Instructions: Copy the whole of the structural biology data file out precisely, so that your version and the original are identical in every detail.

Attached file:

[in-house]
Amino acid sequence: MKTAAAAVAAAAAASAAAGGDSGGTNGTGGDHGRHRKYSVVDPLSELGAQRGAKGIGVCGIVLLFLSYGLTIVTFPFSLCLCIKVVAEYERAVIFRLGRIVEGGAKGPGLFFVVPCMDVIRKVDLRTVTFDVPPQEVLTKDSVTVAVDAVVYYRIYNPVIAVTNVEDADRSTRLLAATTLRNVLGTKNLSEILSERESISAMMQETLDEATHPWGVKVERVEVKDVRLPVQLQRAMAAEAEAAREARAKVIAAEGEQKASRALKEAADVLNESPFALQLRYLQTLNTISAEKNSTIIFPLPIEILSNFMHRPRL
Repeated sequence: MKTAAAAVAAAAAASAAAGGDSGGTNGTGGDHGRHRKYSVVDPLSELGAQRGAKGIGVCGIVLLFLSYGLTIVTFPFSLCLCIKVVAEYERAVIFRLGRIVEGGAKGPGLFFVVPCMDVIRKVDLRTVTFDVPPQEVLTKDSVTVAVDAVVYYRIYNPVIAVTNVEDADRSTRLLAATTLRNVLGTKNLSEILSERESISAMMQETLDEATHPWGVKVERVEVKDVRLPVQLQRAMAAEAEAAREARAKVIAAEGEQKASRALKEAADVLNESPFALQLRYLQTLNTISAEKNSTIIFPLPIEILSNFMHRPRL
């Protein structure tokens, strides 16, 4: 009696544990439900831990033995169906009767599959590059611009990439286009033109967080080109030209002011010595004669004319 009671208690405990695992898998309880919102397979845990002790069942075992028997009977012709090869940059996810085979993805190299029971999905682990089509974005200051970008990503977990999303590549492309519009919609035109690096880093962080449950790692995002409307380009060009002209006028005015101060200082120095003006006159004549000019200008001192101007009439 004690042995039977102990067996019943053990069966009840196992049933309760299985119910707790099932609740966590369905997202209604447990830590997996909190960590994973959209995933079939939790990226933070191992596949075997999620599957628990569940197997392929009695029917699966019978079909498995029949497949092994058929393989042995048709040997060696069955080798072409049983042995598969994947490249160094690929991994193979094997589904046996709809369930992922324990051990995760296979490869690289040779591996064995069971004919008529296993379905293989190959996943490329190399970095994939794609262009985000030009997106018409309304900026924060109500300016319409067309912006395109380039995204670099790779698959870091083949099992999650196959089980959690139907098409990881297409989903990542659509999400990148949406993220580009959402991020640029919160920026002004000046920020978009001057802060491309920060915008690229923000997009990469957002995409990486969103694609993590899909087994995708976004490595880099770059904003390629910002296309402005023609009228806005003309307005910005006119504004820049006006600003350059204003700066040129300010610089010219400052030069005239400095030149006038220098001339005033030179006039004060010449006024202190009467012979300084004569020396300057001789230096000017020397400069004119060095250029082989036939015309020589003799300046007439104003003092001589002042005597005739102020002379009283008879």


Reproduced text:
[in-house]
Amino acid sequence: MKTAAAAVAAAAAASAAAGGDSGGTNGTGGDHGRHRKYSVVDPLSELGAQRGAKGIGVCGIVLLFLSYGLTIVTFPFSLCLCIKVVAEYERAVIFRLGRIVEGGAKGPGLFFVVPCMDVIRKVDLRTVTFDVPPQEVLTKDSVTVAVDAVVYYRIYNPVIAVTNVEDADRSTRLLAATTLRNVLGTKNLSEILSERESISAMMQETLDEATHPWGVKVERVEVKDVRLPVQLQRAMAAEAEAAREARAKVIAAEGEQKASRALKEAADVLNESPFALQLRYLQTLNTISAEKNSTIIFPLPIEILSNFMHRPRL
Repeated sequence: MKTAAAAVAAAAAASAAAGGDSGGTNGTGGDHGRHRKYSVVDPLSELGAQRGAKGIGVCGIVLLFLSYGLTIVTFPFSLCLCIKVVAEYERAVIFRLGRIVEGGAKGPGLFFVVPCMDVIRKVDLRTVTFDVPPQEVLTKDSVTVAVDAVVYYRIYNPVIAVTNVEDADRSTRLLAATTLRNVLGTKNLSEILSERESISAMMQETLDEATHPWGVKVERVEVKDVRLPVQLQRAMAAEAEAAREARAKVIAAEGEQKASRALKEAADVLNESPFALQLRYLQTLNTISAEKNSTIIFPLPIEILSNFMHRPRL
């Protein structure tokens, strides 16, 4: 009696544990439900831990033995169906009767599959590059611009990439286009033109967080080109030209002011010595004669004319 009671208690405990695992898998309880919102397979845990002790069942075992028997009977012709090869940059996810085979993805190299029971999905682990089509974005200051970008990503977990999303590549492309519009919609035109690096880093962080449950790692995002409307380009060009002209006028005015101060200082120095003006006159004549000019200008001192101007009439 004690042995039977102990067996019943053990069966009840196992049933309760299985119910707790099932609740966590369905997202209604447990830590997996909190960590994973959209995933079939939790990226933070191992596949075997999620599957628990569940197997392929009695029917699966019978079909498995029949497949092994058929393989042995048709040997060696069955080798072409049983042995598969994947490249160094690929991994193979094997589904046996709809369930992922324990051990995760296979490869690289040779591996064995069971004919008529296993379905293989190959996943490329190399970095994939794609262009985000030009997106018409309304900026924060109500300016319409067309912006395109380039995204670099790779698959870091083949099992999650196959089980959690139907098409990881297409989903990542659509999400990148949406993220580009959402991020640029919160920026002004000046920020978009001057802060491309920060915008690229923000997009990469957002995409990486969103694609993590899909087994995708976004490595880099770059904003390629910002296309402005023609009228806005003309307005910005006119504004820049006006600003350059204003700066040129300010610089010219400052030069005239400095030149006038220098001339005033030179006039004060010449006024202190009467012979300084004569020396300057001789230096000017020397400069004119060095250029082989036939015309020589003799300046007439104003003092001589002042005597005739102020002379009283008879």